When we speak or sing the sound waves travel up and down. When a musical composition is played or sung, then sound of the instrument or the voice of the singer modulates from low to high pitch and vice-versa. The beat also changes according to the modulation in the sound. Similarly, there is a method in the chanting of mantras and prayers also. Ancient Indian scholars have done lot of research to find the principle underlying this rise and fall in the sound waves. They have also specified in details as to which particular sound originates from which particular point of our vocal chords. By applying the same principle they have been able to explain why different sound waves produce different effects on human mind.

You have already learnt in the previous class that there are three levels of sound waves. They are:

  1. Ultrasonic waves,
  2. Supersonic waves,
  3. Sonic waves.

Sound can be further classified into 3 categories on the basis of its origin and form.

  1. Sound produced by animate objects (living beings). Sound created by human, animal, bird and insect voices fall into this category.
  2. Sound produced by inanimate objects; e.g., noise created by a running train or a speeding aeroplane, explosion of crackers and fire-alarms etc.
  3. Sound created by mixed sources: e.g., the roaring of clouds, stormy-winds passing through the trees etc.

We have discussed this also in the previous class.

SCIENTIFIC EXPERIMENTS ON SOUND

Scientists have done lot of research on various aspects of sound. About half a century ago gramophone was used to play the records of eminent composers and singers. Then came the radio. We could listen to music, news, entertainment programmes and discussions on various topics sitting at home. Transistor was an improvement on radio for it could be carried wherever we went.

Today is the age of television, which gives us the picture along with sound. The invention of telephone and wireless is another major breakthrough in the field of sound. It has enabled us to talk to our dear ones from long distances. It has brought the world much closer.

Now-a-days different sounds are used on different occasions. Soft tunes are played on formal occasions. Whereas on marriages and other festivals we sing joyous songs for they fill our heart with happiness.

At times people who live in noisy cities lose their mental calm. They suffer from hypertension. On the other hand soft and melodious sounds sooth our mind and we acquire a pleasant disposition.

MAHAPRANA DHVANI

We have revised this exercise in the previous classes. It activates our brain cells and sharpens our memory. It also restrains our thought process.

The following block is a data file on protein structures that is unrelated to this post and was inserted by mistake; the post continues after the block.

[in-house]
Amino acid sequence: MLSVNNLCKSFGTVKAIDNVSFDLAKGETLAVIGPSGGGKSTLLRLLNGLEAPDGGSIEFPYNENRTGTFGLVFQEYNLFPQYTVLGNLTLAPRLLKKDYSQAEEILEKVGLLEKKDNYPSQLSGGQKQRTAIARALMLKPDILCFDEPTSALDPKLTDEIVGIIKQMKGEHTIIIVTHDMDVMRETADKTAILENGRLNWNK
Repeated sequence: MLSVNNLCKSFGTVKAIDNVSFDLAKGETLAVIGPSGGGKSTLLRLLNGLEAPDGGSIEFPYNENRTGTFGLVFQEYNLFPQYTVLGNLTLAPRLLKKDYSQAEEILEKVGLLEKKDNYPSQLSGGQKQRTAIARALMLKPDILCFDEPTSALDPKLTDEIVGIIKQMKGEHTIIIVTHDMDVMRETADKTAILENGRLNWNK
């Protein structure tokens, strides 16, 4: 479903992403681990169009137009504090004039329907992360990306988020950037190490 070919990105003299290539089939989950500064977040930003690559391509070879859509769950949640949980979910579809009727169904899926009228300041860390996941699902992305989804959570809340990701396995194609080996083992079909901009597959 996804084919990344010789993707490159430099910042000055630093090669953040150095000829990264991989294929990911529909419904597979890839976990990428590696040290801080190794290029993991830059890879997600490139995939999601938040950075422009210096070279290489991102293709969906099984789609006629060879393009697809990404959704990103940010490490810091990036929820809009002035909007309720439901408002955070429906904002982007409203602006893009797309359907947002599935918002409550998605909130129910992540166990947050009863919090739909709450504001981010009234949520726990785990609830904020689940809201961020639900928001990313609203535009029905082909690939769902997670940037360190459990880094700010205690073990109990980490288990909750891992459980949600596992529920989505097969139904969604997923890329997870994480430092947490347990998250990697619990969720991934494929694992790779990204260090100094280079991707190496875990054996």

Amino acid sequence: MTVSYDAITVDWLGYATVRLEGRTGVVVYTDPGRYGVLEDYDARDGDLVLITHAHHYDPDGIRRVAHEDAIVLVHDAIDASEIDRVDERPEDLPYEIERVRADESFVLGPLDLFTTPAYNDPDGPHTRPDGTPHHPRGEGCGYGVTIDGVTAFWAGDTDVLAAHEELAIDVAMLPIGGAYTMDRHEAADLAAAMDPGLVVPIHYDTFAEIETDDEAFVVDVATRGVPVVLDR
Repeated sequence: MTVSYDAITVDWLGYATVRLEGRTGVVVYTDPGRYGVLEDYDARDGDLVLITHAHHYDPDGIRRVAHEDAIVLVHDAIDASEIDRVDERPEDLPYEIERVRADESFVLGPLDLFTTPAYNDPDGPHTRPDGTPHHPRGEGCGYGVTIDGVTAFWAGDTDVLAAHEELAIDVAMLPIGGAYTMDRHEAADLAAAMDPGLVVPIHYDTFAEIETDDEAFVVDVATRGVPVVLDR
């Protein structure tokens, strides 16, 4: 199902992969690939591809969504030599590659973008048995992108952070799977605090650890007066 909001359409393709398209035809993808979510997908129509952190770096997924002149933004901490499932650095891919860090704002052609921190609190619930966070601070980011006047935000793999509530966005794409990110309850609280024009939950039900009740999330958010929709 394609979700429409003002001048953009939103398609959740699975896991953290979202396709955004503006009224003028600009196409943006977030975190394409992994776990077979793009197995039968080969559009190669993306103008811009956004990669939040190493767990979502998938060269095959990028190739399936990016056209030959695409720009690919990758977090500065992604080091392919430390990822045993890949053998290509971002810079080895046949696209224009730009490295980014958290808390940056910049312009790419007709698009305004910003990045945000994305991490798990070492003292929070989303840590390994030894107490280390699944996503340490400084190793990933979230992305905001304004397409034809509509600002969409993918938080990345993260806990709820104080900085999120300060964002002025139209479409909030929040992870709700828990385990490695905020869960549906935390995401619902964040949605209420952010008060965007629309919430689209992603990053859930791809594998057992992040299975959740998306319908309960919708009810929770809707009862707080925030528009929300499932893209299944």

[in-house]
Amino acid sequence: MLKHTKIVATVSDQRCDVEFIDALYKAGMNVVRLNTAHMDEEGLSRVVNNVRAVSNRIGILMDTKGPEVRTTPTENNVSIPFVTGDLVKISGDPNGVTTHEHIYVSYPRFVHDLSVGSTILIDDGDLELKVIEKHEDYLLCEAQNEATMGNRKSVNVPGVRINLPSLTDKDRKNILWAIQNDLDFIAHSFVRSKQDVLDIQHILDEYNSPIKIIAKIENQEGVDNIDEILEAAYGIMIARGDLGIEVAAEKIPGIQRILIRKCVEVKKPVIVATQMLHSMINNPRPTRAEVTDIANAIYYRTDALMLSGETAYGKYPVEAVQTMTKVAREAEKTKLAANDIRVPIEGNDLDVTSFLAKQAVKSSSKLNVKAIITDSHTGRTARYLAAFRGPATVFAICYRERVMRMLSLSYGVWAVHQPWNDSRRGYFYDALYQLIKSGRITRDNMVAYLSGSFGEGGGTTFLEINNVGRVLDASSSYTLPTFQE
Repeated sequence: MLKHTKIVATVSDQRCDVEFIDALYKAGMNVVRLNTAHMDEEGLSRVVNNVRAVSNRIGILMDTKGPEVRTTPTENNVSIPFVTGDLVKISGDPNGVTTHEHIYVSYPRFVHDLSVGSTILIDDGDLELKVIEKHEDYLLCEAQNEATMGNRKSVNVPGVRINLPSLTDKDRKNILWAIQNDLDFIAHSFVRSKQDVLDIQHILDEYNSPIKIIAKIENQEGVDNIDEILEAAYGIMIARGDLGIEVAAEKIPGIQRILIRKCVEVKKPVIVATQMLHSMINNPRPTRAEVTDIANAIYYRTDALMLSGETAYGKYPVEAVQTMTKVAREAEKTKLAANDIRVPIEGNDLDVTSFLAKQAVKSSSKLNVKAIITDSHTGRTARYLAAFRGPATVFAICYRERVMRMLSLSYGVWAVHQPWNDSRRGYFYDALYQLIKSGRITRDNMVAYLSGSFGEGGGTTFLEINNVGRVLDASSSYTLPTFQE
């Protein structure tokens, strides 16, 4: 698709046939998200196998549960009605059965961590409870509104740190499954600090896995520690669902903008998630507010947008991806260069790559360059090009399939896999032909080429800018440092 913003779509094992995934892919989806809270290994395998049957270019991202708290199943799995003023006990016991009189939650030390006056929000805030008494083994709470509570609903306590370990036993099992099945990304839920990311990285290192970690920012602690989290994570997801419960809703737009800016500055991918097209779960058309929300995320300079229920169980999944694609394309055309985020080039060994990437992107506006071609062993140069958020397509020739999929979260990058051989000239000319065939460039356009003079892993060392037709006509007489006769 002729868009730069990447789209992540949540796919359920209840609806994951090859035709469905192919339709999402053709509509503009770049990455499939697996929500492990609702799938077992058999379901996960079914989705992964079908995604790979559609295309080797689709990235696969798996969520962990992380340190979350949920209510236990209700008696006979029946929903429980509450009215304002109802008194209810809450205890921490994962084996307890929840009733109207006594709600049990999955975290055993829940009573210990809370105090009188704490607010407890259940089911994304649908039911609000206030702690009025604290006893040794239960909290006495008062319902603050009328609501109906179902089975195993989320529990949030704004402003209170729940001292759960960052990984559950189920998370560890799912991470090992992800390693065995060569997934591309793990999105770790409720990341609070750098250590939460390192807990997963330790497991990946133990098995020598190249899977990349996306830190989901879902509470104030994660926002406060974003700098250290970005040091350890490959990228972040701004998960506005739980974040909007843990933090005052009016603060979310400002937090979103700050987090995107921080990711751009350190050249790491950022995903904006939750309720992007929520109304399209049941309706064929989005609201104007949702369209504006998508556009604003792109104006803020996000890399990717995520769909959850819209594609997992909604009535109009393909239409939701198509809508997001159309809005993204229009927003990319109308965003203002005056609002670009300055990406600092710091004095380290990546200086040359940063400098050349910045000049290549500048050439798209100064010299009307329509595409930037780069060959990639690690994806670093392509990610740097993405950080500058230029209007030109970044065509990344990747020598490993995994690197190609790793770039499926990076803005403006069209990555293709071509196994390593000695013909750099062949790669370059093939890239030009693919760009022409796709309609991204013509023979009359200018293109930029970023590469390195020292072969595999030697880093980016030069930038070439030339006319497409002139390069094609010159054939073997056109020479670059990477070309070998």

THE ASANA (Specified Sedentary Position)

For making optimum use of Mahaprana dhvani, one must assume the sedentary position (asana) of Vajrasana or Padmasana or Sukhasana. While in this position, the spinal cord, neck and head must be kept straight and erect. The entire body must become totally motionless. Lips should be closed together. Breathing is to be done through the nose slowly.

DHVANI

One must concentrate the mind fully on the particular point in the human throat from where the voice originates. A deep inhalation may be retained for a while. After a few

moments, breath is to be exhaled or released gently through the nose, creating the humming sound of drones and bees. While releasing the breath, the droning noise should slow down gradually to the level of total silence. Take a fresh breath now. Create the Mahaprana dhvani again. Repeat it nine times.

It is essential to carry out Mahaprana dhvani prior to Preksha dhyan. However, in case it is desired only for the sake of practice. Mahaprana dhvani can be repeated twenty one times.

EXERCISES

    1. What condemned the prisoner to death and what obtained him pardon? Explain.
    2. How does music effect people and atmosphere? Explain with example.
    3. Why did ancient sages created so many different mantras?
    4. Describe the process followed to carry out the Mahaprana dhvani.
Sources
Title: Jeevan Vigyan - 8
Authors:

Muni Kishan lal

Dr. Shiv Kumar Sharma

Shubh Karan Surana

Editor: Muni Dhamendra Kumar
Publisher: Jeevan Vigyan Academy
Edition:
2008
Digital Publishing:
Amit Kumar Jain


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Page glossary
Some texts contain  footnotes  and  glossary  entries. To distinguish between them, the links have different colors.
  1. Anger
  2. Asana
  3. Body
  4. Brain
  5. Dhvani
  6. Dhyan
  7. Mahaprana
  8. Mahaprana Dhvani
  9. Padmasana
  10. Preksha
  11. Preksha Dhyan
  12. Raag
  13. Vajrasana